• Consider setting up some practical activity to do while you're being filmed (it may help you to keep calm) but avoid fiddling.

  • Facial expressions show a lot. Don't relax at the end of the interview. Retain your composure until you're absolutely sure it's over.

  • If seated get bum at back of seat, feet flat on floor. Don't swivel. Sit slightly forward, don't slump or lean.


  • It can be difficult to check on what's been written by a journalist before it is published. One option is to make it seem like you're doing them a favour - "I know there are some complex issues here. Maybe you'd like me to check it through..."

  • If a minor inaccuracy occurs but the general message of the story is correct then it's sometimes better to leave it as it is.

  • If a major mistake is made phone the media outlet's news desk and discuss the release of a small correction item. For print media you may be advised to write a letter to the editor with a copy going to the journalist. Your letter may be published and, in some cases the paper or magazine may print a retraction. However, this will ensure the debate stays in the public eye, which you may wish to avoid.

  • Note who writes good stories or who picks up on your issues and collect their names. Give praise for the way they handled stories in general, but don't thank them for their coverage of your issue - compliments are appropriate, thanks are not.

Media policies

  • Every organisation should have a media policy. It can be as simple as:

  • designating one person to talk to the media

  • insisting the designated media spokesperson consults with others if she/he is unsure about group policy

  • ensuring all members know who that person is and know to refer all media enquiries to that person in all cases

Media Policy

  1. All media statements issued under CAN’s name are to be issued (or cleared) by the Chair and in their absence the Deputy Chair.

  2. Official CAN media comment will be guided by CAN’s policy statements, campaign strategies and, where necessary, by seeking a specific mandate from the Media group or Committee members.

  3. Specific media strategies may be drawn up for particular campaigns or events by the Media group. 

  4. Media releases will be published on the CAN website.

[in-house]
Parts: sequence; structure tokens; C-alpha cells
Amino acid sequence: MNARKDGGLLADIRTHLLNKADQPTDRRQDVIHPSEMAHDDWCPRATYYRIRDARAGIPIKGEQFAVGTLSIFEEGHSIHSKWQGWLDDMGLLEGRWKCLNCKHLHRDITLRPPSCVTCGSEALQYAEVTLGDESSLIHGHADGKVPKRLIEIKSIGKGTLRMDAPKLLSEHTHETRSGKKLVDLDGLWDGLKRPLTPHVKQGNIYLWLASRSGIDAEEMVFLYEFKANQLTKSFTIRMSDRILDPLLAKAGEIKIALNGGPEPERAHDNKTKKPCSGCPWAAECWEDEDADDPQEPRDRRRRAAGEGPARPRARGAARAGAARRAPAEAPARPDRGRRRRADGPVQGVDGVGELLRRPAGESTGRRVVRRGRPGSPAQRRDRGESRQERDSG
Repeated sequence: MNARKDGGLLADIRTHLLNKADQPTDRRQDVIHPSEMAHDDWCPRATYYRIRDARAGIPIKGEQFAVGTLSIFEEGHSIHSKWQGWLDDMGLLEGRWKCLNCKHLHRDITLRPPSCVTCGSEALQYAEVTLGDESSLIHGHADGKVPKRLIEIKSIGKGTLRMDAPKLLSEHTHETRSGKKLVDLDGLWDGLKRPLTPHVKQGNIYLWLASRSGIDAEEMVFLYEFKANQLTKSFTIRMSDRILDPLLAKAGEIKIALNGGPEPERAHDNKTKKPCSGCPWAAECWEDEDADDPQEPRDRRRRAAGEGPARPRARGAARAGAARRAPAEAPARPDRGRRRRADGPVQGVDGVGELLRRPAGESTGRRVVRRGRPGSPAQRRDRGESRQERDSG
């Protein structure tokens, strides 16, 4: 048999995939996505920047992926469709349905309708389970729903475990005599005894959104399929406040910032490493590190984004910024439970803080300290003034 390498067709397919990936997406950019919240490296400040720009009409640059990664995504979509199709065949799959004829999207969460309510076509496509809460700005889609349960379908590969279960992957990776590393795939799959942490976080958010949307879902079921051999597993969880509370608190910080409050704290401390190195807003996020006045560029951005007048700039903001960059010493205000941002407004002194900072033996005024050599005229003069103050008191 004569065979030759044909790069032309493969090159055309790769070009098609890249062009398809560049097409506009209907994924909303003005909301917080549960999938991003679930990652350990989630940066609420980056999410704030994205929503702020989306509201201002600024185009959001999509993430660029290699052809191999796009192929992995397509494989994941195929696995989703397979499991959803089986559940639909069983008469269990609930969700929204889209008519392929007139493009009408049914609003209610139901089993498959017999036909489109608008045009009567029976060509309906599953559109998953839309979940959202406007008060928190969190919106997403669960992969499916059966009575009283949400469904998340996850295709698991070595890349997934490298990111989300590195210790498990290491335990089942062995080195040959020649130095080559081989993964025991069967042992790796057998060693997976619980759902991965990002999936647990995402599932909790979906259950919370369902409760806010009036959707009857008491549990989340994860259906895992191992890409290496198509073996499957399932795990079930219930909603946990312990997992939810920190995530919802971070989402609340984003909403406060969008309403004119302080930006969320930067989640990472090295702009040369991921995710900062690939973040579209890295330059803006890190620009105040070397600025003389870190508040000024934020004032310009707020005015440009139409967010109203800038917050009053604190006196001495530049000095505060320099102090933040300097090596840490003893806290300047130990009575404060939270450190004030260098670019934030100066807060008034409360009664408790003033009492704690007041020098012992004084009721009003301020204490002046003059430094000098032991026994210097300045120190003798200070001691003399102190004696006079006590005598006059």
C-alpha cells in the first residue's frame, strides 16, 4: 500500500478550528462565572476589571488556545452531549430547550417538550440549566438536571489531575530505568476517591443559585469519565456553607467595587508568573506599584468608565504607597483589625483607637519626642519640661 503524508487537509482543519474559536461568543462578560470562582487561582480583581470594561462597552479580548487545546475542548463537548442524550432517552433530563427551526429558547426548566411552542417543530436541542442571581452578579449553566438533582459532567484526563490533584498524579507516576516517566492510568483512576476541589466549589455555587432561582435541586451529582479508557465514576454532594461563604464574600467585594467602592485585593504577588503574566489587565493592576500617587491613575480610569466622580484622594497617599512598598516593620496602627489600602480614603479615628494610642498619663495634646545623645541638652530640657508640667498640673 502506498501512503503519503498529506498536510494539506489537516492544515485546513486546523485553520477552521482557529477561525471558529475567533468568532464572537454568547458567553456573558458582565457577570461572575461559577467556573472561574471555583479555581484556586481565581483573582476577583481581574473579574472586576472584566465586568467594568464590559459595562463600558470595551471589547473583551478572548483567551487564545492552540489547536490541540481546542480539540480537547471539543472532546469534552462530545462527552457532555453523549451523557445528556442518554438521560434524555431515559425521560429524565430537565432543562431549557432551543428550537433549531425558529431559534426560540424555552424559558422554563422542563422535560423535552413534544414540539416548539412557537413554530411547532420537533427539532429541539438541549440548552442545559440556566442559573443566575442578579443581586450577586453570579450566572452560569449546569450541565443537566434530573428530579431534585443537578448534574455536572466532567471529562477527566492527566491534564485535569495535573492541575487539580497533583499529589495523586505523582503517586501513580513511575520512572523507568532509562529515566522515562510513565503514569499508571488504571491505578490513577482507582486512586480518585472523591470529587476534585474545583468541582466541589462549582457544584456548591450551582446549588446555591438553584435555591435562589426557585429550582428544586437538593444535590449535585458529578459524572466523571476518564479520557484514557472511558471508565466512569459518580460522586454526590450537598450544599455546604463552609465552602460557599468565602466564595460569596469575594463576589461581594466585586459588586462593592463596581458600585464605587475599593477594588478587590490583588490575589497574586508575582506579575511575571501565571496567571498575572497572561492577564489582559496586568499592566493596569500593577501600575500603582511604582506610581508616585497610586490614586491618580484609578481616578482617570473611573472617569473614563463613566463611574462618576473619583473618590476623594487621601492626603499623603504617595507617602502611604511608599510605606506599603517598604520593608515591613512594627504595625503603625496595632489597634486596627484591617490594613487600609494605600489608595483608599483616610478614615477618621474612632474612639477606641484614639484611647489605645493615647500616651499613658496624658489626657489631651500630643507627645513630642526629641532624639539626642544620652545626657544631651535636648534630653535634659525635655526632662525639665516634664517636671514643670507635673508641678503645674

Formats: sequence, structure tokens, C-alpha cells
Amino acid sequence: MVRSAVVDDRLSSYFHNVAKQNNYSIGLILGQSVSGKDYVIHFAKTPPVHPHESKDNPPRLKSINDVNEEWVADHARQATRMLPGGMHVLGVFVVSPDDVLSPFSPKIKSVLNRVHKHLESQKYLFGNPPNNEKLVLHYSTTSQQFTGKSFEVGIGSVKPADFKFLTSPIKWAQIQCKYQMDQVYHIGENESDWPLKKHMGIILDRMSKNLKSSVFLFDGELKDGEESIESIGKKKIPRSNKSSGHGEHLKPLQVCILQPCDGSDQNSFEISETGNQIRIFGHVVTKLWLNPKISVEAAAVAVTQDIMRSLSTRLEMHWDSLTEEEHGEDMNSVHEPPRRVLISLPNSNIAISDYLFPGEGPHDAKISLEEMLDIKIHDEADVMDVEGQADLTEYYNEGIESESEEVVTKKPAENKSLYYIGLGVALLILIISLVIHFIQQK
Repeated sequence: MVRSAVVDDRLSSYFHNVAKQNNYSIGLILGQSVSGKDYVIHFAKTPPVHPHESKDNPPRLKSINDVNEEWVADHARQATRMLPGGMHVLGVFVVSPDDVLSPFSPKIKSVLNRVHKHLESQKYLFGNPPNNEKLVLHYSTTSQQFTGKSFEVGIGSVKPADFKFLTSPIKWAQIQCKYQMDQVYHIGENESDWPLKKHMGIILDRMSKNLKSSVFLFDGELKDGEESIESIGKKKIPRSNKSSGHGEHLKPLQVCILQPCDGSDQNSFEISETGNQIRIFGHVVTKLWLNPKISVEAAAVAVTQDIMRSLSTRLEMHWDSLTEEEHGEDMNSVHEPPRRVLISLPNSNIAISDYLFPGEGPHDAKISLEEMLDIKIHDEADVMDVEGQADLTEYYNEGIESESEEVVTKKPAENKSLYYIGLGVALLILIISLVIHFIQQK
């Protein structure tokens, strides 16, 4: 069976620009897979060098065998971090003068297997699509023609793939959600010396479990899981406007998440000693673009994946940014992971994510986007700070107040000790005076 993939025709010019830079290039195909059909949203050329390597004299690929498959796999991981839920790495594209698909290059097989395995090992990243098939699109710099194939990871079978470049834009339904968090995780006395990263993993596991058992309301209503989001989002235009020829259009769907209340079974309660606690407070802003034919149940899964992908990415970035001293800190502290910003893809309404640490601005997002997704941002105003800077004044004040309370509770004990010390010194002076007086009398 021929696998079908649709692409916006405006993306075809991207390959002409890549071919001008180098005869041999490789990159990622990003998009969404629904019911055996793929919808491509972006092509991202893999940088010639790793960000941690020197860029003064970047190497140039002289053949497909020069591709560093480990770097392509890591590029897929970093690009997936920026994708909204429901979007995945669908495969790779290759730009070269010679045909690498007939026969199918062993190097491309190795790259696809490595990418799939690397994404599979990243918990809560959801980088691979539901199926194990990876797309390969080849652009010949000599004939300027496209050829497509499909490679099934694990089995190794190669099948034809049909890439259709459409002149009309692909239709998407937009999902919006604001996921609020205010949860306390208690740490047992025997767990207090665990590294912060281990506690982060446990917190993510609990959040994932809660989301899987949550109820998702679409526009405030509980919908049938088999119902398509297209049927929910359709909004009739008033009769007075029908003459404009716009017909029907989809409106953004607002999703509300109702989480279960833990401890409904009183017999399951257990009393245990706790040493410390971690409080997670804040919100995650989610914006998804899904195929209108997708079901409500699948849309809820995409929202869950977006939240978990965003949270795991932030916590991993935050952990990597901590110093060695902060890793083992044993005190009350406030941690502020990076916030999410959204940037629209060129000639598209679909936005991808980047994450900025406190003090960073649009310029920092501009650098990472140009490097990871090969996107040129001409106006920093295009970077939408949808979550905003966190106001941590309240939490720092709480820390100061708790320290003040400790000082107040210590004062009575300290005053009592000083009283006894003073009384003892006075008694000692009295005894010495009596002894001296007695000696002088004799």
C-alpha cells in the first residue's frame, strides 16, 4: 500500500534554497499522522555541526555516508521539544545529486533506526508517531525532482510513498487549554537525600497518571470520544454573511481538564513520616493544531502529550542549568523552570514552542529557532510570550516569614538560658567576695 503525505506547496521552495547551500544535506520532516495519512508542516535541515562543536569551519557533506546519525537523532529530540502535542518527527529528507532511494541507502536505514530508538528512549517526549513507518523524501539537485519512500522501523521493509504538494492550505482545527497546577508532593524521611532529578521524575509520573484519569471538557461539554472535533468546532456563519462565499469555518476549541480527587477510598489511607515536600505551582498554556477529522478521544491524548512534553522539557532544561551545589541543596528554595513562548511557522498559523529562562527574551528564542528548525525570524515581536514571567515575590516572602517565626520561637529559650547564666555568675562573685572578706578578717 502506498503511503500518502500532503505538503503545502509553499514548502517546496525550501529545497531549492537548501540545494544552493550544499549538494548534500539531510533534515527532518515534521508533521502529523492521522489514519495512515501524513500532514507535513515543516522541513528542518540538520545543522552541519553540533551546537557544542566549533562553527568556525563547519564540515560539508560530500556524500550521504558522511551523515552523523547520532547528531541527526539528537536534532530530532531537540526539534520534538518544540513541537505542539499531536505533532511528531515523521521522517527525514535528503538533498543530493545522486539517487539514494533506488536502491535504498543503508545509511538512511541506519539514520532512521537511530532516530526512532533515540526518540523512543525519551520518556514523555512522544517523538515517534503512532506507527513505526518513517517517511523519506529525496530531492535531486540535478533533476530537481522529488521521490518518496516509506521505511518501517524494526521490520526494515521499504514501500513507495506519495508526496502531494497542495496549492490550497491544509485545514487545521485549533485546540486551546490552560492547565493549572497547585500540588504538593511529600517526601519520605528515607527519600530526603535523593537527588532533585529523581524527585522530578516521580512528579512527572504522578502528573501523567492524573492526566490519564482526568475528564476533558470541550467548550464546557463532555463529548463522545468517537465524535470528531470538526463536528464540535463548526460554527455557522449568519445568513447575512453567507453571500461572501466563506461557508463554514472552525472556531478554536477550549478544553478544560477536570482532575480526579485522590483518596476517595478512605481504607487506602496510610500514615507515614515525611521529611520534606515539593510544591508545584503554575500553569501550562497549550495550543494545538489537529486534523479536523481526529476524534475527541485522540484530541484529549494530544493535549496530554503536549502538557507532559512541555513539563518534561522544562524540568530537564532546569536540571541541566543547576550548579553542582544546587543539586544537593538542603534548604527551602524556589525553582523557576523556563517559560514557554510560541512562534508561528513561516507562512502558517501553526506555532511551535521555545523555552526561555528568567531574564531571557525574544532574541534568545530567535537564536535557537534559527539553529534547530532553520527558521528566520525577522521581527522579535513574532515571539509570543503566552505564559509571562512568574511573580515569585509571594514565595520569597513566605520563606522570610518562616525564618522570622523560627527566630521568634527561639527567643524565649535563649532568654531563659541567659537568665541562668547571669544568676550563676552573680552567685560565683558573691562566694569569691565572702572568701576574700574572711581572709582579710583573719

5. To gauge the effectiveness of CAN’s media strategies, it is useful for groups and members let the Chair know whether CAN media statements are reported by their local media (e.g. send copies of newspaper articles and web links).

  6. As a voluntary organisation, CAN relies on members to bring issues needing media comment to the attention of the Committee. Help from members and groups to write media releases and provide background material is appreciated and may be essential if some issues are to be pursued.

  7. CAN members and groups are free to make their own media statements. Members and groups are encouraged to ask for CAN support on local issues.

 Media Contacts 

Send changes to:
Cycling Advocates Network
PO Box 6491,Auckland

1.News agencies














2.National media






The Listener


09-373 9400

Sunday Star Times


09-302 1300

Sunday News



Herald on Sunday


09-379 5050


National Business Review



The Independent (Financial Review)


no specific transport reporter

09-916 7266


no specific transport reporters

09-377 9730

09-366 5912 (dd)

National Radio


04-474 1900

Newstalk ZB



Radio Live




3.City newspapers






The New Zealand Herald


09-379 5050

Waikato Times

Belinda Feek


The Dominion Post

Michael Forbes (transport reporter)

04-474 0196

04-474 0207 DD

The Press

All reporters


03-379 0940




03-943 2521 (DD)

03-379 0940 (general)

027 622 5010;


The Otago Daily Times


(03) 479 3532

4.Regional newspapers

For more addresses see


Contact Person




Northern Advocate


09-470 2865

Bay of Plenty Times


07-578 3059

Taupo Times


07-378 9060


Wanganui Chronicle


06-349 0710

Manawatu Evening Standard

06-356 9009

Nelson Mail


03-548 7079


Greymouth Evening Star


03-768 7121

Westport News


03-789 7319










5.  Local Television/Radio

CTV- Canterbury Television Ltd

03-377 7033


03-377 7277
Channel 9 (Dunedin TV)Darryl Baser(Senior Reporter)
 03-479 3595 

6.Community newspapers

For moreaddresses see


Contact Person




Independent Herald
Porirua City News
Wainuiomata News
Western News



CityLife published weekly on Tuesday, deadline Friday

The Wellingtonian



weekly on Wednesday, deadline Friday




Hutt News

Simon Edwards

04 570 2040

















7.Newsletters/Magazines of National Organisations


Name of Publication

Contact Person






Miriam Richardson



Adrian Croucher

NZ Mountain Bike Web

NZ Mountain Bike Web

Paul Kennett
can post messages at Advocacy forum



Tama Easton
leading cycling site



Andy Knackstedt

 Living Streets Aotearoa
   Andy Smith

Ministry of Transport



04-439 9238


EnergyWise News


0800 358 676.

Ministry for the Environment



04-917 7400

Health Promotion Forum


Sione Tu’itahi

09-520 3714














Ministry of Health
















updated Mar 2010